Sometime ago I was given an old Macintosh Portable computer. This was the first model, which does not have a backlight, and was the first portable computer that Apple Computer Inc. ever commercially released. The machine ran surprisingly well; the battery still held a charge, the floppy drive would read disks, and it had 4MB of RAM. The only problems were that the trackball needed new rollers and there were 2 lines of bad pixels on the display. It also had a power adapter from a powerbook 1xx which works a lot better than the original underpowered adapter that came with the Macintosh Portable. I replaced the rollers in the trackball with some I swapped out of a powerbook 1xx; they made excellent replacements.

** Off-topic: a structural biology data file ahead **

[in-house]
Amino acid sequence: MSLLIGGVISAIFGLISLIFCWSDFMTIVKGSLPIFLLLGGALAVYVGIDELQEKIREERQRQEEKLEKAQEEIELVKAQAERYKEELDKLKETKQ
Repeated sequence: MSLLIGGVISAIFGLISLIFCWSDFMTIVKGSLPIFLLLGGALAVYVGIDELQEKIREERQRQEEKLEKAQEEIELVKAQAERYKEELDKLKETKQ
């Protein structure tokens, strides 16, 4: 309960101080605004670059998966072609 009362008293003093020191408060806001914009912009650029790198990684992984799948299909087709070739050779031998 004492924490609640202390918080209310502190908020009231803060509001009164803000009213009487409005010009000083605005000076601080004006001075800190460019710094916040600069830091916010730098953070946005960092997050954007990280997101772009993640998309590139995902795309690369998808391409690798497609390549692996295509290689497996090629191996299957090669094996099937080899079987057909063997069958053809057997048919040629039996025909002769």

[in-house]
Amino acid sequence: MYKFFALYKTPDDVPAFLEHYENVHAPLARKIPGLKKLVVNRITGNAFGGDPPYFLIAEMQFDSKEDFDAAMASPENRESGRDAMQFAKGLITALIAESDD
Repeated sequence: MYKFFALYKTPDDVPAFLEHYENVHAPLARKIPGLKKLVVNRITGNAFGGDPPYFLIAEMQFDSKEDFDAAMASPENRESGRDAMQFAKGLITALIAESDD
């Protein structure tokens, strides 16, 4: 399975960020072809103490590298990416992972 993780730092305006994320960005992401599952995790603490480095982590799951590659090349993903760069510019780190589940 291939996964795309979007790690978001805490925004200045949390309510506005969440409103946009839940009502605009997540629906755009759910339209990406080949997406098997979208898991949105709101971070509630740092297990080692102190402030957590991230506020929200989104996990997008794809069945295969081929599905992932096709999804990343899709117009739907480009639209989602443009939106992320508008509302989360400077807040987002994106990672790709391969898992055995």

It did not have a hard drive but I could create a 2MB RAM disc, leaving the other 2MB for use as system RAM. Back in the system 6 days 2MB was plenty of RAM, and since most programs fit on a single floppy 2MB of disc space is also more than enough to run some applications. And thanks to Apple using battery backed SRAM I could copy the OS into RAM and boot from it. So the lack of a hard drive is annoying but I can make do without one. I proceeded to play Wizardry 1: Proving Grounds of the Mad Overlord, and I started some crazy hardware projects with it.

[Picture of Macintosh Portable]

Sometime later (after beating Wizardry for the first time) I got a job and did not have the time to goof around with the Macintosh Portable. Ten months later when I finally got back to the Macintosh Portable I found that it no longer worked! Most of the time it would not turn at all and the rest of time time it gave a sad Mac with some cryptic hex codes.

This leads me to my first major project: Replacing the Capacitors on a Macintosh Portable.